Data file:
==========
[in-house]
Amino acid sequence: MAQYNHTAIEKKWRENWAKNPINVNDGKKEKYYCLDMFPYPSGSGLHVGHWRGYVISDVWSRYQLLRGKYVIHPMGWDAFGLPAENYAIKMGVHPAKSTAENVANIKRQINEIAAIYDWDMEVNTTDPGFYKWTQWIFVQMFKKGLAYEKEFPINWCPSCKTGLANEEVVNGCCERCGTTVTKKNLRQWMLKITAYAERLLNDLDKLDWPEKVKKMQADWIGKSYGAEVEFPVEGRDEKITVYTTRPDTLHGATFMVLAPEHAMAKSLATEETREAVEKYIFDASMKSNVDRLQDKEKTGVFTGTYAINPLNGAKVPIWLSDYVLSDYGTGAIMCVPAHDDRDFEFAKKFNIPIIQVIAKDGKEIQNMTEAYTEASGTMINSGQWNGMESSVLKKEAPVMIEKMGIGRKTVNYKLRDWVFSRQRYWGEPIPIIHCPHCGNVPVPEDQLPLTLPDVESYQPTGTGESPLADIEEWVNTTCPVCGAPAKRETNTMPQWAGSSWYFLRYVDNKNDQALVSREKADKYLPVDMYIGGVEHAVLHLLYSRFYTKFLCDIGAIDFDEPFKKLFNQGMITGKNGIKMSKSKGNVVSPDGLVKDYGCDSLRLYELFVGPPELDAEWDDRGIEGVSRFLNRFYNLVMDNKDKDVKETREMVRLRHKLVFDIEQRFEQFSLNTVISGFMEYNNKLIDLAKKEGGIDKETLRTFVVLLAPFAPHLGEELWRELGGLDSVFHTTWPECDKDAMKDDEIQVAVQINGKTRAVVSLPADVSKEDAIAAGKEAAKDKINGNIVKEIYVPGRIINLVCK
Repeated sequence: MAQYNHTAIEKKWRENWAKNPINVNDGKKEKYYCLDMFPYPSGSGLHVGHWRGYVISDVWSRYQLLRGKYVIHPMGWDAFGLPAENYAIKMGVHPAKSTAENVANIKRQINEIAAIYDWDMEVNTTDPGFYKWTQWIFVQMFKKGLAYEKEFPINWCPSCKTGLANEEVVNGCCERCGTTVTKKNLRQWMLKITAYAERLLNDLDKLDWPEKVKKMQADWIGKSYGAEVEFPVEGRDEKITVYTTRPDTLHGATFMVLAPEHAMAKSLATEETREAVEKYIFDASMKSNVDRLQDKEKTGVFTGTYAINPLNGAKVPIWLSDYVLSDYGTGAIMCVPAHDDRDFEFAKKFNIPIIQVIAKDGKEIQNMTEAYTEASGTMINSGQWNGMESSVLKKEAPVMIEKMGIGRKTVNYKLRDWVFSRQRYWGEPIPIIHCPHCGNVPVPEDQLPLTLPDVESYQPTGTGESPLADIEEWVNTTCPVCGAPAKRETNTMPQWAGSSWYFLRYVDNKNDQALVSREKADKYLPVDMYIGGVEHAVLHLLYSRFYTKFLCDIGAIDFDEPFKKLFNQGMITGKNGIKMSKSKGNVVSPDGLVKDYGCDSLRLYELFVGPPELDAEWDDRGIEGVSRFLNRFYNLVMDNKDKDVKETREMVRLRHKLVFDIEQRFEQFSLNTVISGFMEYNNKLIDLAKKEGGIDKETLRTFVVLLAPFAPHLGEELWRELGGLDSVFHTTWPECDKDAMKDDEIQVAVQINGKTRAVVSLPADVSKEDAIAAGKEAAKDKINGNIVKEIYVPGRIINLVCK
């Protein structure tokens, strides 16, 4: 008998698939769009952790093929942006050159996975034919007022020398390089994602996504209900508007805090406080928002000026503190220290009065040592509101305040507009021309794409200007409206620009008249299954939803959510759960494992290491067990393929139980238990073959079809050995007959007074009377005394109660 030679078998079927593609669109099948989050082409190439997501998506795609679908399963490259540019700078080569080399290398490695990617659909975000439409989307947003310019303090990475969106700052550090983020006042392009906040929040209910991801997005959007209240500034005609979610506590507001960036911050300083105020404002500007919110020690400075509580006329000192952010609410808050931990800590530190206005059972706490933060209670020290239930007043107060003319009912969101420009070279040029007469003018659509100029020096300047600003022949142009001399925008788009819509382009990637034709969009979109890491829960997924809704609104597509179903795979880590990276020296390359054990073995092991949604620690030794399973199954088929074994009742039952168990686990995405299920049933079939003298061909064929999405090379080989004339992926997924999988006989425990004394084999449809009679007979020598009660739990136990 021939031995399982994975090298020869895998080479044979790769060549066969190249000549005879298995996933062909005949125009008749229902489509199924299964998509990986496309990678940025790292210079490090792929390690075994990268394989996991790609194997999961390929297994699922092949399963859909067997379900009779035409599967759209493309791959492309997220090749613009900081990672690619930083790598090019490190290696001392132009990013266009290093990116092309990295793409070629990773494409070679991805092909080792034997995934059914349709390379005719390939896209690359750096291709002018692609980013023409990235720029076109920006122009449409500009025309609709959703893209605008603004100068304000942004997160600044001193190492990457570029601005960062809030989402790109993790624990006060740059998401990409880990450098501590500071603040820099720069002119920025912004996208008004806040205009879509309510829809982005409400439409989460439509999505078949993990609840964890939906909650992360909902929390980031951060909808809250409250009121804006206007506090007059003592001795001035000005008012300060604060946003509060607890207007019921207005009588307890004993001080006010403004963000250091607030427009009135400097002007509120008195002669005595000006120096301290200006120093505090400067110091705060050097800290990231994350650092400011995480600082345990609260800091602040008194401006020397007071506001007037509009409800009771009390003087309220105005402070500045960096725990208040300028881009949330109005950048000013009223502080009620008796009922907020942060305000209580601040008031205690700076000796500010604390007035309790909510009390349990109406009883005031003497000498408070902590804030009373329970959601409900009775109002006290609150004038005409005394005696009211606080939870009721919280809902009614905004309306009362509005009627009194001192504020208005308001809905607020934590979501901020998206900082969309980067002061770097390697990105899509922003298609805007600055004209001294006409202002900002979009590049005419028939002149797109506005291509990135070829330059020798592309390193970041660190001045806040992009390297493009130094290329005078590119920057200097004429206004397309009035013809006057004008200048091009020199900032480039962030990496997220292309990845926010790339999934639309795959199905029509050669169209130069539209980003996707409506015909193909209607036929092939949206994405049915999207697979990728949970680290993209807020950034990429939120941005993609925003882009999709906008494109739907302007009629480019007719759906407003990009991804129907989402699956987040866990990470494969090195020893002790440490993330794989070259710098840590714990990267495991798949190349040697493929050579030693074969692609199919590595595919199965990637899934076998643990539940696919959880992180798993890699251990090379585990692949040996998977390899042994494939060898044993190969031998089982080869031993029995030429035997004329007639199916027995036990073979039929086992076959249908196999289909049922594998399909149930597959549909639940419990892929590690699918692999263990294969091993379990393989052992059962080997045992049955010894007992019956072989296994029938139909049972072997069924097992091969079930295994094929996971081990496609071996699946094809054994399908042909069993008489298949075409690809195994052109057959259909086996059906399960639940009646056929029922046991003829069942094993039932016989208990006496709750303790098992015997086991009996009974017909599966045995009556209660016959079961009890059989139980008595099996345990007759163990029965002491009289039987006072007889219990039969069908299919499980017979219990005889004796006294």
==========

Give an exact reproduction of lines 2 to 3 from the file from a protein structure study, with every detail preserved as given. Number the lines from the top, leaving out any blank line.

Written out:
Amino acid sequence: MAQYNHTAIEKKWRENWAKNPINVNDGKKEKYYCLDMFPYPSGSGLHVGHWRGYVISDVWSRYQLLRGKYVIHPMGWDAFGLPAENYAIKMGVHPAKSTAENVANIKRQINEIAAIYDWDMEVNTTDPGFYKWTQWIFVQMFKKGLAYEKEFPINWCPSCKTGLANEEVVNGCCERCGTTVTKKNLRQWMLKITAYAERLLNDLDKLDWPEKVKKMQADWIGKSYGAEVEFPVEGRDEKITVYTTRPDTLHGATFMVLAPEHAMAKSLATEETREAVEKYIFDASMKSNVDRLQDKEKTGVFTGTYAINPLNGAKVPIWLSDYVLSDYGTGAIMCVPAHDDRDFEFAKKFNIPIIQVIAKDGKEIQNMTEAYTEASGTMINSGQWNGMESSVLKKEAPVMIEKMGIGRKTVNYKLRDWVFSRQRYWGEPIPIIHCPHCGNVPVPEDQLPLTLPDVESYQPTGTGESPLADIEEWVNTTCPVCGAPAKRETNTMPQWAGSSWYFLRYVDNKNDQALVSREKADKYLPVDMYIGGVEHAVLHLLYSRFYTKFLCDIGAIDFDEPFKKLFNQGMITGKNGIKMSKSKGNVVSPDGLVKDYGCDSLRLYELFVGPPELDAEWDDRGIEGVSRFLNRFYNLVMDNKDKDVKETREMVRLRHKLVFDIEQRFEQFSLNTVISGFMEYNNKLIDLAKKEGGIDKETLRTFVVLLAPFAPHLGEELWRELGGLDSVFHTTWPECDKDAMKDDEIQVAVQINGKTRAVVSLPADVSKEDAIAAGKEAAKDKINGNIVKEIYVPGRIINLVCK
Repeated sequence: MAQYNHTAIEKKWRENWAKNPINVNDGKKEKYYCLDMFPYPSGSGLHVGHWRGYVISDVWSRYQLLRGKYVIHPMGWDAFGLPAENYAIKMGVHPAKSTAENVANIKRQINEIAAIYDWDMEVNTTDPGFYKWTQWIFVQMFKKGLAYEKEFPINWCPSCKTGLANEEVVNGCCERCGTTVTKKNLRQWMLKITAYAERLLNDLDKLDWPEKVKKMQADWIGKSYGAEVEFPVEGRDEKITVYTTRPDTLHGATFMVLAPEHAMAKSLATEETREAVEKYIFDASMKSNVDRLQDKEKTGVFTGTYAINPLNGAKVPIWLSDYVLSDYGTGAIMCVPAHDDRDFEFAKKFNIPIIQVIAKDGKEIQNMTEAYTEASGTMINSGQWNGMESSVLKKEAPVMIEKMGIGRKTVNYKLRDWVFSRQRYWGEPIPIIHCPHCGNVPVPEDQLPLTLPDVESYQPTGTGESPLADIEEWVNTTCPVCGAPAKRETNTMPQWAGSSWYFLRYVDNKNDQALVSREKADKYLPVDMYIGGVEHAVLHLLYSRFYTKFLCDIGAIDFDEPFKKLFNQGMITGKNGIKMSKSKGNVVSPDGLVKDYGCDSLRLYELFVGPPELDAEWDDRGIEGVSRFLNRFYNLVMDNKDKDVKETREMVRLRHKLVFDIEQRFEQFSLNTVISGFMEYNNKLIDLAKKEGGIDKETLRTFVVLLAPFAPHLGEELWRELGGLDSVFHTTWPECDKDAMKDDEIQVAVQINGKTRAVVSLPADVSKEDAIAAGKEAAKDKINGNIVKEIYVPGRIINLVCK